inside codelet (amid dense numeric code) array[stride * i] array[strides[i]] using precomputed stride array: strides[i] = stride * i This is faster, of course! Except on brain-dead architectures namely, Intel Pentia: integer multiplication conflicts with floating-point

up to ~20% speedup Machine-specific hacks are feasible if you just generate special code stride precomputation SIMD instructions (SSE, Altivec, 3dNow!) fused multiply-add instructions Why is FFTW fast? three unusual features 3 FFTW implements many FFT algorithms: A planner picks the best composition

by measuring the speed of different combinations. 1 The resulting plan is executed with explicit recursion: enhances locality The base cases of the recursion are codelets: highly-optimized dense code automatically generated by a special-purpose compiler 2 What does the planner compose?

(new in FFTW 3, spring 2003) The Cooley-Tukey algorithm presents many choices: which factorization? what order? memory reshuffling? Find simple steps that combine without restriction to form many different algorithms. steps solve a problem, specified as a DFT(v,n): multi-dimensional vector loops v of multi-dimensional transforms n {sets of (size, input/output strides)} Some Composable Steps (out of ~16) SOLVE Directly solve a small DFT by a codelet CT-FACTOR[r] Radix-r Cooley-Tukey step

r (loop) sub-problems of size n/r VECLOOP Perform one vector loop (can choose any loop, i.e. loop reordering) INDIRECT DFT = copy + in-place DFT (separates copy/reordering from DFT) TRANPOSE solve in-place m n transpose Dynamic Programming the assumption of optimal substructure Try all applicable steps: DFT(16) = fastest of:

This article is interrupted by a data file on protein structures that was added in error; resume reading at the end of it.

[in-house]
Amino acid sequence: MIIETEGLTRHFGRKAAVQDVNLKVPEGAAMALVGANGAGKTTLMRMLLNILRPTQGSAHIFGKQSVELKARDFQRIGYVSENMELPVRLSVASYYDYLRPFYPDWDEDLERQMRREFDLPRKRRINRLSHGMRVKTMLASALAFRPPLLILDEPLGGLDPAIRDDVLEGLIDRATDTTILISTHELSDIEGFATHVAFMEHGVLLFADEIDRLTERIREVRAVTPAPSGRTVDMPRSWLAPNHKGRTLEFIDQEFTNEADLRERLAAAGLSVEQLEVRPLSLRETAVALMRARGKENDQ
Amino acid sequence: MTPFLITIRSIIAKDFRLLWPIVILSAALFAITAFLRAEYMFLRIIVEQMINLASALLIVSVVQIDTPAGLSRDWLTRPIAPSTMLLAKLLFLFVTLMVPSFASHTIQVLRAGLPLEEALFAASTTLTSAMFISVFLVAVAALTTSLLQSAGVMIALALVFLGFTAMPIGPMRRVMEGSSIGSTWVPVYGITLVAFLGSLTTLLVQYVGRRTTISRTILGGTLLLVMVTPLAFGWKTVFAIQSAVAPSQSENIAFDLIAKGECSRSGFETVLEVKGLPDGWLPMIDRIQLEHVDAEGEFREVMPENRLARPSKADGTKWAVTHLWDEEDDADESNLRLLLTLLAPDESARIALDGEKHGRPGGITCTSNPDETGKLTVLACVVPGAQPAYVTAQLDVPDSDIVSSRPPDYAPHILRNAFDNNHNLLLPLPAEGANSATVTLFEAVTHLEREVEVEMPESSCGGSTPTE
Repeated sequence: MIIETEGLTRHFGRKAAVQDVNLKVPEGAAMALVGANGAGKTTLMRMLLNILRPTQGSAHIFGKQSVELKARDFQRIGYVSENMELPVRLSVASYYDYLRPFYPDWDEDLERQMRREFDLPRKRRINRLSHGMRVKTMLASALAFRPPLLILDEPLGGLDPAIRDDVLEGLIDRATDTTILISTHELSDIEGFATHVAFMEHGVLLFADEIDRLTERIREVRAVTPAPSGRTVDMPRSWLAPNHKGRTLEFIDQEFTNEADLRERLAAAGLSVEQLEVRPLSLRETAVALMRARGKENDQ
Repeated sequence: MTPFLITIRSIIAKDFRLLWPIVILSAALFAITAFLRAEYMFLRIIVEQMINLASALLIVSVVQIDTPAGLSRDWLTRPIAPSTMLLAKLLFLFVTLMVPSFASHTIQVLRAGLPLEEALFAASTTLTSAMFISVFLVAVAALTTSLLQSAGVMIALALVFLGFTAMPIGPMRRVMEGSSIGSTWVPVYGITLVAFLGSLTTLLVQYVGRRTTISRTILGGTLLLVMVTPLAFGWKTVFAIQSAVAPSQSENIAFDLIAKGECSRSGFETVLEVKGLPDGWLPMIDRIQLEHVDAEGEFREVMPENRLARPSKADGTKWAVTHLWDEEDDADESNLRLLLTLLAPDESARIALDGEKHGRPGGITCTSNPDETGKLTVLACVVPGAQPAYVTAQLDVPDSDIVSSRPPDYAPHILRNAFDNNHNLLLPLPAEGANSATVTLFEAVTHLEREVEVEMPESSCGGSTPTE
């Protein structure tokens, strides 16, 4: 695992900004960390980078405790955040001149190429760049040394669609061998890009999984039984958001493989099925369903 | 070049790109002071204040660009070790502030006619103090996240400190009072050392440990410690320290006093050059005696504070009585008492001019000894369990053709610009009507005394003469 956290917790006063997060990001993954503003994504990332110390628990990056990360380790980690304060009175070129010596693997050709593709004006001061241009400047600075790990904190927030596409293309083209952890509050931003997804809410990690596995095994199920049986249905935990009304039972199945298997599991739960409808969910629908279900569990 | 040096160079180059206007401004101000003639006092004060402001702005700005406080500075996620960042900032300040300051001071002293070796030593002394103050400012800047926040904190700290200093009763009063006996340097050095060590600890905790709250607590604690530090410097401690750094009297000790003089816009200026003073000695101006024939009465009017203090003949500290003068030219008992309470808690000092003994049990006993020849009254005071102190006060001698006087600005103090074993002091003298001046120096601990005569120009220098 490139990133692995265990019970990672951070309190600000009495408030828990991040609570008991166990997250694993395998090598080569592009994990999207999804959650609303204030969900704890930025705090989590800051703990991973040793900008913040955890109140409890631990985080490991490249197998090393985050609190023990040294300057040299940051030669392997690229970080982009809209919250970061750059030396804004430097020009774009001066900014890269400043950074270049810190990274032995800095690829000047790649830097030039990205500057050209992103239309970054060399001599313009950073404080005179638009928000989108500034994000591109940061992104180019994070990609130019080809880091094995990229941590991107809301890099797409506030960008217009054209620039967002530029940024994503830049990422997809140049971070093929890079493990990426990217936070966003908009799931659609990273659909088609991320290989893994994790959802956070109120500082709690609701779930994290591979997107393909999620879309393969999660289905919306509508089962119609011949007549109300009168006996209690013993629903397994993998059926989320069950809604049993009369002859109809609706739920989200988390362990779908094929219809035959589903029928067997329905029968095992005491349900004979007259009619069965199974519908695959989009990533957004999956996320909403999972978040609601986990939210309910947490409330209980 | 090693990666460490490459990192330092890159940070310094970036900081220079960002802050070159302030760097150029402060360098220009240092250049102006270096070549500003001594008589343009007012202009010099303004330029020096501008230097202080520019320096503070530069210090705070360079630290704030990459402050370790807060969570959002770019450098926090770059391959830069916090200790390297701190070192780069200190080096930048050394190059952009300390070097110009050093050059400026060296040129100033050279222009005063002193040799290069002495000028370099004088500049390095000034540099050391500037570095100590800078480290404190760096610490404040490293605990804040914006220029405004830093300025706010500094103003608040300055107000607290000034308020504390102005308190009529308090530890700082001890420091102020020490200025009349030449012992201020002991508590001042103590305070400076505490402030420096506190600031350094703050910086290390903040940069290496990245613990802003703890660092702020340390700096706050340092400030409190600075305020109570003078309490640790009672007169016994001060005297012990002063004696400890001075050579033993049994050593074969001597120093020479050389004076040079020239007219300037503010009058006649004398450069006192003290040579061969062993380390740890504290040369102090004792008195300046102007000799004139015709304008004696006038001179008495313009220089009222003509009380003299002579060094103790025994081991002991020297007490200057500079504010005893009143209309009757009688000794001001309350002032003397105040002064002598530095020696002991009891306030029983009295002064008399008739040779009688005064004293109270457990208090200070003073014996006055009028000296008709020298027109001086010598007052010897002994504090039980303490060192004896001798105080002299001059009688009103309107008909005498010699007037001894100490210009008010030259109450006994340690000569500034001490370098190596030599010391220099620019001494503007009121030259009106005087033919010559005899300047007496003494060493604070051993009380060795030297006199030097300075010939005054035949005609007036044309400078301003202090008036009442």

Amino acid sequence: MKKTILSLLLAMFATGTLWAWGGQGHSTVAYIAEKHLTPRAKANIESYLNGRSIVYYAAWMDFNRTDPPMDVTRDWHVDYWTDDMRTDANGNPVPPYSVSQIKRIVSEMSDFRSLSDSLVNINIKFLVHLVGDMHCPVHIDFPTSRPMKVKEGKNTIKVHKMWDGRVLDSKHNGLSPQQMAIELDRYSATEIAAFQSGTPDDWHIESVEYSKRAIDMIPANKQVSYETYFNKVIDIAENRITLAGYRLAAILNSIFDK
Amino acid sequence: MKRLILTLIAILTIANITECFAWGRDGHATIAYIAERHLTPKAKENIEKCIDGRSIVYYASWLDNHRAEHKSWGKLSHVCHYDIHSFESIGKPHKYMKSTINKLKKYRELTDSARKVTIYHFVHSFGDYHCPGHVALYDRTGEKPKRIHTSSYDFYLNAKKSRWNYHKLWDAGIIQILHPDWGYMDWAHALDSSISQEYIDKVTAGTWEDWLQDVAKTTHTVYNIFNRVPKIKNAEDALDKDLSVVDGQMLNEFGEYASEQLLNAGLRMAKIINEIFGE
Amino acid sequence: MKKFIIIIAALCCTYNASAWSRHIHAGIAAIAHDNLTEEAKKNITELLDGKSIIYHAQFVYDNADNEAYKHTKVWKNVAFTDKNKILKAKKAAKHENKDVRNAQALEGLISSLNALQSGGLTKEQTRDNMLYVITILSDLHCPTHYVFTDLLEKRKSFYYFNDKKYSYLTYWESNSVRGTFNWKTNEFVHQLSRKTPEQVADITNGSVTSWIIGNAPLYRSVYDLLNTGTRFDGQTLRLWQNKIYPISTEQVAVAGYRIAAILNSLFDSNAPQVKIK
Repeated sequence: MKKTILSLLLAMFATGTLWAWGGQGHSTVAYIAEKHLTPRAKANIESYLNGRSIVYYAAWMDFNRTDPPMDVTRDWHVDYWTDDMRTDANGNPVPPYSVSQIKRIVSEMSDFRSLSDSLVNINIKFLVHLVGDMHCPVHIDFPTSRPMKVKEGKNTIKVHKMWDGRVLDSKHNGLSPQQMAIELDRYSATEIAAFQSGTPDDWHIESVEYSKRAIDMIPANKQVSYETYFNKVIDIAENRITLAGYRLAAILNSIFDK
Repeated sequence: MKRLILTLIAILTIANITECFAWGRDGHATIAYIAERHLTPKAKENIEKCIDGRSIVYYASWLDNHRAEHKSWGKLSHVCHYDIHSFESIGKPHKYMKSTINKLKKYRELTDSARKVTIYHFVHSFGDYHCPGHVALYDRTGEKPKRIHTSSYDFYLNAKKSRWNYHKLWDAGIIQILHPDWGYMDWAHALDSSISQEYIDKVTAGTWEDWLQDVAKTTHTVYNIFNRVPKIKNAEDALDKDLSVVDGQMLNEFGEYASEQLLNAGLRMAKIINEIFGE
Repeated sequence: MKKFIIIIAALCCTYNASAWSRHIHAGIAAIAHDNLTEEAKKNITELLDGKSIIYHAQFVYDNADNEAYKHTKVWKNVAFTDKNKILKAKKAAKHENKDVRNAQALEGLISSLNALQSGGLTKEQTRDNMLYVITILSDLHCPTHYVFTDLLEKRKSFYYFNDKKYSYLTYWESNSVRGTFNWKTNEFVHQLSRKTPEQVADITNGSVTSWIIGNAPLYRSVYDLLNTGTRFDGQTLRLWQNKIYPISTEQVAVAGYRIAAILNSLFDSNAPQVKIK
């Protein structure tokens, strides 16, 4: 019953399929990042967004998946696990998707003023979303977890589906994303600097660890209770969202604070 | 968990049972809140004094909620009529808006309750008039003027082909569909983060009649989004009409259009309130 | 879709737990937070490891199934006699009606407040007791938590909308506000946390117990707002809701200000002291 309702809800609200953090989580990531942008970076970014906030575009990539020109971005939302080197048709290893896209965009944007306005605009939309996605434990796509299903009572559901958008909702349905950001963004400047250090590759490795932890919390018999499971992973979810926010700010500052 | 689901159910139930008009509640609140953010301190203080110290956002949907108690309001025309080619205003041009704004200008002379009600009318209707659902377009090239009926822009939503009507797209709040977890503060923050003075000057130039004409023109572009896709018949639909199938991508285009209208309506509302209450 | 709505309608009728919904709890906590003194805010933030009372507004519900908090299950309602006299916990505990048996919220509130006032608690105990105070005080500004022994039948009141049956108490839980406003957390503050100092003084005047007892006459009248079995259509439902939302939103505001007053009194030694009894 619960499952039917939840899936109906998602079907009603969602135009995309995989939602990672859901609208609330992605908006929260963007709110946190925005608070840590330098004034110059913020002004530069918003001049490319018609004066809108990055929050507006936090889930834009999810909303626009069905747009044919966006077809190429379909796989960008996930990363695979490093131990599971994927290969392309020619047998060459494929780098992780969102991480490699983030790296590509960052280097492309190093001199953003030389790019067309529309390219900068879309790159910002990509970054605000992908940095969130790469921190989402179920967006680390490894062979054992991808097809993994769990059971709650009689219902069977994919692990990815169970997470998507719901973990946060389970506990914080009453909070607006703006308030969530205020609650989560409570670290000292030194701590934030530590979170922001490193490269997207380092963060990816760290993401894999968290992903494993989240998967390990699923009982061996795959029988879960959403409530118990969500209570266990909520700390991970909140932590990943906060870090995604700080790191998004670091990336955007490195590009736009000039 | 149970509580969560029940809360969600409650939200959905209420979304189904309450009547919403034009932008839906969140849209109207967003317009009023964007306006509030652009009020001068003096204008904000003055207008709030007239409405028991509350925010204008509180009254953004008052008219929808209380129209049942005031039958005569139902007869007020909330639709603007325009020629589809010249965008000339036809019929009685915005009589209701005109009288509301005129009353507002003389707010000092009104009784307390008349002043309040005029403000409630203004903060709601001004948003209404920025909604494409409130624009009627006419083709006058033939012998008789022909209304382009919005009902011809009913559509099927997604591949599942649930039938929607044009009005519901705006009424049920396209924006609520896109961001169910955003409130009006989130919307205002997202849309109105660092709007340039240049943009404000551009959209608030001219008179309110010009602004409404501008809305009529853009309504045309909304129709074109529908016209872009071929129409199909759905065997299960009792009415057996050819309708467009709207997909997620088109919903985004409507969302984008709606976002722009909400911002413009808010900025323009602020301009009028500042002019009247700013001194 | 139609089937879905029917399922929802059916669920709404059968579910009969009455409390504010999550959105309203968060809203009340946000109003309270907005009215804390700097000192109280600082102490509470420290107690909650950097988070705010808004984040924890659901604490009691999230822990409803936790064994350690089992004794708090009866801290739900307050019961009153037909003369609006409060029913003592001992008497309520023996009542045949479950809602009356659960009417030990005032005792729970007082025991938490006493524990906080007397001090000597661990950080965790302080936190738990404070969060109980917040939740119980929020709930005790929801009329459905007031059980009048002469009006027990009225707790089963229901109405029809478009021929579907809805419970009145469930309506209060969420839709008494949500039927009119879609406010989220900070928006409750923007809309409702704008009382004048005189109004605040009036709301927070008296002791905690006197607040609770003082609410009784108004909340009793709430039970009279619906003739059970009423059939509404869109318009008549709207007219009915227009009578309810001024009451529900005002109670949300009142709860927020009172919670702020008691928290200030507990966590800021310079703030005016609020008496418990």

CT-FACTOR[2]: 2 DFT(8) CT-FACTOR[4]: 4 DFT(4) DFT(8) = fastest of: CT-FACTOR[2]: 2 DFT(4) CT-FACTOR[4]: 4 DFT(2) SOLVE[1,8] If exactly the same problem appears twice, assume that we can re-use the plan. Many Resulting Algorithms INDIRECT + TRANSPOSE gives in-place DFTs, bit-reversal = product of transpositions

no separate bit-reversal pass [ Johnson (unrelated) & Burrus (1984) ] VECLOOP can push topmost loop to leaves vector FFT algorithm [ Swarztrauber (1987) ] CT-FACTOR then VECLOOP(s) gives breadth-first FFT, erases iterative/recursive distinction Actual Plan for size 219=524288 (2GHz Pentium IV, double precision, out-of-place) CT-FACTOR[4] (buffered variant) CT-FACTOR[32] (buffered variant) VECLOOP(b) x32 ~2000 lines CT-FACTOR[64] hard-coded C!

INDIRECT INDIRECT + VECLOOP(b) VECLOOP(b) x64 (+ ) VECLOOP(a) x4 = COPY[64] huge improvements VECLOOP(a) x4 for large 1d sizes SOLVE[64, 64] Unpredictable: (automated) experimentation is the only solution.

Planner Unpredictability double-precision, power-of-two sizes, 2GHz PowerPC G5 FFTW 3 heuristic: pick plan with fewest adds + multiplies + loads/stores Classic strategy: minimize ops fails badly another test: Use plan from: another machine?

e.g. Pentium-IV? lose 2040% Weve Come a Long Way 1965 Cooley & Tukey, IBM 7094, 36-bit single precision: size 2048 DFT in 1.2 seconds 2003 FFTW3+SIMD, 2GHz Pentium-IV 64-bit double precision: size 2048 DFT in 50 microseconds (24,000x speedup) (= 30% improvement per year) Weve Come a Long Way? In the name of performance, computers have become complex & unpredictable. Optimization is hard: simple heuristics (e.g. fewest flops)

no longer work. The solution is to avoid the details, not embrace them: (Recursive) composition of simple modules + feedback (self-optimization) High-level languages (not C) & code generation are a powerful tool for high performance. FFTW Homework Problems? Try an FFTPACK-style back-and-forth solver Implement Vector-Radix for multi-dimensional n Pruned FFTs: VECLOOP that skips zeros Better heuristic planner some sort of optimization of per-solver costs? Implement convolution solvers